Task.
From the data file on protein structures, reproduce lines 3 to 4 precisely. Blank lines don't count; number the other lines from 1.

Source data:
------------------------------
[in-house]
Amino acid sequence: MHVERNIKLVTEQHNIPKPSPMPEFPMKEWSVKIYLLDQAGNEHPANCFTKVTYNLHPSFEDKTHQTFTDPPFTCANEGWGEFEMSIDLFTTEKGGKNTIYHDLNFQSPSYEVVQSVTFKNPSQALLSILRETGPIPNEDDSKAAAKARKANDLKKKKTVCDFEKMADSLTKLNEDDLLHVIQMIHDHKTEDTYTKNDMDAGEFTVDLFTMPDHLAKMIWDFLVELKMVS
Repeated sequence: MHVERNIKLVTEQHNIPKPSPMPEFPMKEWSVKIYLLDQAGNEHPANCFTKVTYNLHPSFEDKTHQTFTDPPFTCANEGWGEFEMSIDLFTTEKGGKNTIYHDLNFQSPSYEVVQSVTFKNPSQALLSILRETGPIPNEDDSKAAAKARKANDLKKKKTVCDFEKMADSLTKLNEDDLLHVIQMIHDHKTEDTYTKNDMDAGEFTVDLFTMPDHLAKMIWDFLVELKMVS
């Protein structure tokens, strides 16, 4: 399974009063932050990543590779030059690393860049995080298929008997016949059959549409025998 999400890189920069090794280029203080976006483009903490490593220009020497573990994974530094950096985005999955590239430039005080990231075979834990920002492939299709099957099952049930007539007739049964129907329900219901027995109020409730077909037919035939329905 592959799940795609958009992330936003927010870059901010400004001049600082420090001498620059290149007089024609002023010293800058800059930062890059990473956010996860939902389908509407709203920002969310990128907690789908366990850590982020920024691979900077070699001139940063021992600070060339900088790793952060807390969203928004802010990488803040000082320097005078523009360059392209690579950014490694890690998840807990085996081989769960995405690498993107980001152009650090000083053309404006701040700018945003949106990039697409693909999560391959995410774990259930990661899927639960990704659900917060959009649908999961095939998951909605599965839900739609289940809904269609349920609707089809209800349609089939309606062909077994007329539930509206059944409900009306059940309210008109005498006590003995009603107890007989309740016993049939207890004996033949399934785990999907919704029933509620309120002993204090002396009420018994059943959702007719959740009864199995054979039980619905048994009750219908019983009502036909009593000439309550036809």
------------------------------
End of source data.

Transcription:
Repeated sequence: MHVERNIKLVTEQHNIPKPSPMPEFPMKEWSVKIYLLDQAGNEHPANCFTKVTYNLHPSFEDKTHQTFTDPPFTCANEGWGEFEMSIDLFTTEKGGKNTIYHDLNFQSPSYEVVQSVTFKNPSQALLSILRETGPIPNEDDSKAAAKARKANDLKKKKTVCDFEKMADSLTKLNEDDLLHVIQMIHDHKTEDTYTKNDMDAGEFTVDLFTMPDHLAKMIWDFLVELKMVS
């Protein structure tokens, strides 16, 4: 399974009063932050990543590779030059690393860049995080298929008997016949059959549409025998 999400890189920069090794280029203080976006483009903490490593220009020497573990994974530094950096985005999955590239430039005080990231075979834990920002492939299709099957099952049930007539007739049964129907329900219901027995109020409730077909037919035939329905 592959799940795609958009992330936003927010870059901010400004001049600082420090001498620059290149007089024609002023010293800058800059930062890059990473956010996860939902389908509407709203920002969310990128907690789908366990850590982020920024691979900077070699001139940063021992600070060339900088790793952060807390969203928004802010990488803040000082320097005078523009360059392209690579950014490694890690998840807990085996081989769960995405690498993107980001152009650090000083053309404006701040700018945003949106990039697409693909999560391959995410774990259930990661899927639960990704659900917060959009649908999961095939998951909605599965839900739609289940809904269609349920609707089809209800349609089939309606062909077994007329539930509206059944409900009306059940309210008109005498006590003995009603107890007989309740016993049939207890004996033949399934785990999907919704029933509620309120002993204090002396009420018994059943959702007719959740009864199995054979039980619905048994009750219908019983009502036909009593000439309550036809």